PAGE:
You must have adequate production and process controls to ensure the consistent production of a PET drug that meets the applicable standards of identity, strength, quality, and purity.
(a) Written control procedures. You must have written production and process control procedures to ensure and document that all key process parameters are controlled and that any deviations from the procedures are justified.
(b) Master production and control records. You must have master production and control records that document all steps in the PET drug production process. The master production and control records must include the following information:
(1) The name and strength of the PET drug;
(2) If applicable, the name and radioactivity or other measurement of each active pharmaceutical ingredient and each inactive ingredient per batch or per unit of radioactivity or other measurement of the drug product, and a statement of the total radioactivity or other measurement of any dosage unit;
(3) A complete list of components designated by names and codes sufficiently specific to indicate any special quality characteristic;
(4) Identification of all major pieces of equipment used in production;
(5) An accurate statement of the weight or measurement of each component, using the same weight system (metric, avoirdupois, or apothecary) for each component. Reasonable variations are permitted in the amount of component necessary if they are specified in the master production and control records;
(6) A statement of action limits on radiochemical yield, i.e., the minimum percentage of yield beyond which investigation and corrective action are required;
(7) Complete production and control instructions, sampling and testing procedures, specifications, special notations, and precautions to be followed; and
(8) A description of the PET drug product containers, closures, and packaging materials, including a specimen or copy of each label and all other labeling.
(c) Batch production and control records. Each time a batch of a PET drug is produced, a unique batch production and control record must be created. The batch production record must include the following information:
(1) Name and strength of the PET drug;
(2) Identification number or other unique identifier of the specific batch that was produced;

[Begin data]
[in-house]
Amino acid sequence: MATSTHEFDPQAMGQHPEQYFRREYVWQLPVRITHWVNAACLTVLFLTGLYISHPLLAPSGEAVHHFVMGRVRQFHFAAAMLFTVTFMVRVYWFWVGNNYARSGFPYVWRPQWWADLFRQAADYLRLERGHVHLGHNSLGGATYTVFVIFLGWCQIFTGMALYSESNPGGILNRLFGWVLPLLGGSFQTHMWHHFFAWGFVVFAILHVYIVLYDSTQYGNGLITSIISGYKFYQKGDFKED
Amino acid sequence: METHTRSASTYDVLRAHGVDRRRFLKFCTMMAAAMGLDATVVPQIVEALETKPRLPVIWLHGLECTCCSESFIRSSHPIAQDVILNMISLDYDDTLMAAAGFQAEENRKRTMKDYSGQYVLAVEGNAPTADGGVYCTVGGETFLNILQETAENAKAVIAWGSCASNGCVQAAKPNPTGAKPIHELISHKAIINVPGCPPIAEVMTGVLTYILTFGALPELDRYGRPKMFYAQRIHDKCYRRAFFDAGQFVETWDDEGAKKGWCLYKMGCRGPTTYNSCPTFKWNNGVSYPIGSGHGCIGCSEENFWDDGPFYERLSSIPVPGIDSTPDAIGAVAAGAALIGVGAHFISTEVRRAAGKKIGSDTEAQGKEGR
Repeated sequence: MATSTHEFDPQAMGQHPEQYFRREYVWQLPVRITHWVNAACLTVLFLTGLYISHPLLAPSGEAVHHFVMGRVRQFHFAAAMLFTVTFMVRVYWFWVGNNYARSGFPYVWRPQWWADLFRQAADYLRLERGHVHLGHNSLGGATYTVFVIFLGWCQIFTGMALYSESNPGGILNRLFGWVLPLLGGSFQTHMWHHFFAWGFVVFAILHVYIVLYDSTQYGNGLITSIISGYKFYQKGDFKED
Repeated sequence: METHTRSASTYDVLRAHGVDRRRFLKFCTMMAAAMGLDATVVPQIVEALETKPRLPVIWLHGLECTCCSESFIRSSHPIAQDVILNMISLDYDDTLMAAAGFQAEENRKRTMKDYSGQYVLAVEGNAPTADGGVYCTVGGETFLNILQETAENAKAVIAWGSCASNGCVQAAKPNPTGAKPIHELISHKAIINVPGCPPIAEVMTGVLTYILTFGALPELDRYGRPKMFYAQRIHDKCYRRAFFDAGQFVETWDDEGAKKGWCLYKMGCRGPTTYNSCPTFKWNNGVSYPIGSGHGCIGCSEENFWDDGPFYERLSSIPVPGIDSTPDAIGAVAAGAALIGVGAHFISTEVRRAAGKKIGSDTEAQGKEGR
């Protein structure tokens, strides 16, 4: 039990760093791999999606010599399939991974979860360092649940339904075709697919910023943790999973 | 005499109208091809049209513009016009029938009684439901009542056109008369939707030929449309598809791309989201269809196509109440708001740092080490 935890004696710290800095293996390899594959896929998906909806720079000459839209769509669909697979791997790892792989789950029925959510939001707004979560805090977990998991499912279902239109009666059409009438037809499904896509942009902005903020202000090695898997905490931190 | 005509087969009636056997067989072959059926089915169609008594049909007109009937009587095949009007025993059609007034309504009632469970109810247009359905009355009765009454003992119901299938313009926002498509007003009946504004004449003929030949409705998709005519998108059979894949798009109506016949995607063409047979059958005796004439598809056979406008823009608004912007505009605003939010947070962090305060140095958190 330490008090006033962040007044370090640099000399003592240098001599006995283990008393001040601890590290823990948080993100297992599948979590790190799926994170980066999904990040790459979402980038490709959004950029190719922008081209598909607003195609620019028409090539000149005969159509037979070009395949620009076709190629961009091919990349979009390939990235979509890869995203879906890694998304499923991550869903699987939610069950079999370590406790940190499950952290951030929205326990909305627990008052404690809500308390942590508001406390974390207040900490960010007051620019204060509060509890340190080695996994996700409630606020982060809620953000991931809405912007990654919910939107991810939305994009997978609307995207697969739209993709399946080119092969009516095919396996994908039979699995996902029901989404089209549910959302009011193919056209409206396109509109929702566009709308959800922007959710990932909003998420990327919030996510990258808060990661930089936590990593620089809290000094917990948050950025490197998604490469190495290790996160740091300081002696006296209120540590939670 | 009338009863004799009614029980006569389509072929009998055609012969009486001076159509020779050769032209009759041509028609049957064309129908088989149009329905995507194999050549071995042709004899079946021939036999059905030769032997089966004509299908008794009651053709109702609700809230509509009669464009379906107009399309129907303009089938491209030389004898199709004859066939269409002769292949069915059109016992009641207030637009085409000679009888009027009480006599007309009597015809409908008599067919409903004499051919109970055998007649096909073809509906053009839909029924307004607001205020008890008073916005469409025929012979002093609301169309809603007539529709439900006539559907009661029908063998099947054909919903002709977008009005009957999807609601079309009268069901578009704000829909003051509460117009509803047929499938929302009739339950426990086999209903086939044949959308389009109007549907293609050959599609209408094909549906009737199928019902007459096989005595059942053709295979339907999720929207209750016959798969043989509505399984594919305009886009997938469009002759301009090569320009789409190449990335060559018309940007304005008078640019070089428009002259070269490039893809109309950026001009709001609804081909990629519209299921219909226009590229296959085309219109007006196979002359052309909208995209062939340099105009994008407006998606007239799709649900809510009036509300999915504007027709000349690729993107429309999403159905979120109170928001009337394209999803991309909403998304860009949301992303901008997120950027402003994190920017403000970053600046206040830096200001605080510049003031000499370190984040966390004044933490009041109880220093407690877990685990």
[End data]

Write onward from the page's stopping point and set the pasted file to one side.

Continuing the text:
(3) The name and radioactivity or other measure of each active pharmaceutical ingredient and each inactive ingredient per batch or per unit of radioactivity or other measurement of the drug product;
(4) Each major production step (obtained from the approved appropriate master production and control record);
(5) Weights (or other measure of quantity) and identification codes of components;
(6) Dates of production steps and times of critical production steps;
(7) Identification of major pieces of equipment used in production of the batch;
(8) Testing results;
(10) Initials or signatures of persons performing or checking each significant step in the operation; and
(11) Results of any investigations conducted.
(d) Area and equipment checks. The production area and all equipment in the production area must be checked to ensure cleanliness and suitability immediately before use. A record of these checks must be kept.
(e) In-process materials controls. Process controls must include control of in-process materials to ensure that the materials are controlled until required tests or other verification activities have been completed or necessary approvals are received and documented.
(f) Process verification.(1) For a PET drug for which each entire batch undergoes full finished-product testing to ensure that the product meets all specifications, process verification, as described in paragraph (f)(2) of this section, is not required.
(2) When the results of the production of an entire batch of a PET drug are not fully verified through finished-product testing or when only the initial sub-batch in a series is tested, the PET drug producer must demonstrate that the process for producing the PET drug is reproducible and is capable of producing a drug product that meets the predetermined acceptance criteria. Process verification activities and results must be documented. Documentation must include the date and signature of the individual(s) performing the verification, the monitoring and control methods and data, and the major equipment qualified.
Title 21 published on 2012-04-01
no entries appear in the Federal Register after this date.
This is a list of United States Code sections, Statutes at Large, Public Laws, and Presidential Documents, which provide rulemaking authority for this CFR Part.